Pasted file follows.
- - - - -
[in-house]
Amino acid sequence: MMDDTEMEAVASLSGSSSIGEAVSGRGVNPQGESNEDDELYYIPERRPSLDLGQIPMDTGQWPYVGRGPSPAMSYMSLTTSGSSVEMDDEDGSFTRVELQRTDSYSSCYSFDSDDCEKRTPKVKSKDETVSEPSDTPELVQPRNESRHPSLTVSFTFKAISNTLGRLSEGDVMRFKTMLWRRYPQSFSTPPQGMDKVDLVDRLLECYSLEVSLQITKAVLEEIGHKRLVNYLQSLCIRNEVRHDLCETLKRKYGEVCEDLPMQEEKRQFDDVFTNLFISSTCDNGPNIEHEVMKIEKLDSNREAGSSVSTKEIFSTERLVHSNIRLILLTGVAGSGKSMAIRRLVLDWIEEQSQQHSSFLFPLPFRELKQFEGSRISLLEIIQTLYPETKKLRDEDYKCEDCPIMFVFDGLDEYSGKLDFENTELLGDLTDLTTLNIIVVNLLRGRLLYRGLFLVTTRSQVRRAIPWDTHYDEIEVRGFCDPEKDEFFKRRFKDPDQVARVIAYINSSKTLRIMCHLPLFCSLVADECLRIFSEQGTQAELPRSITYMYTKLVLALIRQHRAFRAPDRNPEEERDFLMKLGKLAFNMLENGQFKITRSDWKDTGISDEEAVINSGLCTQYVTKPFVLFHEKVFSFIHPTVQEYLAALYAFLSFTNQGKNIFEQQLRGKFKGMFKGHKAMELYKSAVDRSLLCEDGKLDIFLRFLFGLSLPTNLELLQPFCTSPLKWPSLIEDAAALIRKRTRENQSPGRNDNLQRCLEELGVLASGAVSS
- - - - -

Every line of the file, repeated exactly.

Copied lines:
[in-house]
Amino acid sequence: MMDDTEMEAVASLSGSSSIGEAVSGRGVNPQGESNEDDELYYIPERRPSLDLGQIPMDTGQWPYVGRGPSPAMSYMSLTTSGSSVEMDDEDGSFTRVELQRTDSYSSCYSFDSDDCEKRTPKVKSKDETVSEPSDTPELVQPRNESRHPSLTVSFTFKAISNTLGRLSEGDVMRFKTMLWRRYPQSFSTPPQGMDKVDLVDRLLECYSLEVSLQITKAVLEEIGHKRLVNYLQSLCIRNEVRHDLCETLKRKYGEVCEDLPMQEEKRQFDDVFTNLFISSTCDNGPNIEHEVMKIEKLDSNREAGSSVSTKEIFSTERLVHSNIRLILLTGVAGSGKSMAIRRLVLDWIEEQSQQHSSFLFPLPFRELKQFEGSRISLLEIIQTLYPETKKLRDEDYKCEDCPIMFVFDGLDEYSGKLDFENTELLGDLTDLTTLNIIVVNLLRGRLLYRGLFLVTTRSQVRRAIPWDTHYDEIEVRGFCDPEKDEFFKRRFKDPDQVARVIAYINSSKTLRIMCHLPLFCSLVADECLRIFSEQGTQAELPRSITYMYTKLVLALIRQHRAFRAPDRNPEEERDFLMKLGKLAFNMLENGQFKITRSDWKDTGISDEEAVINSGLCTQYVTKPFVLFHEKVFSFIHPTVQEYLAALYAFLSFTNQGKNIFEQQLRGKFKGMFKGHKAMELYKSAVDRSLLCEDGKLDIFLRFLFGLSLPTNLELLQPFCTSPLKWPSLIEDAAALIRKRTRENQSPGRNDNLQRCLEELGVLASGAVSS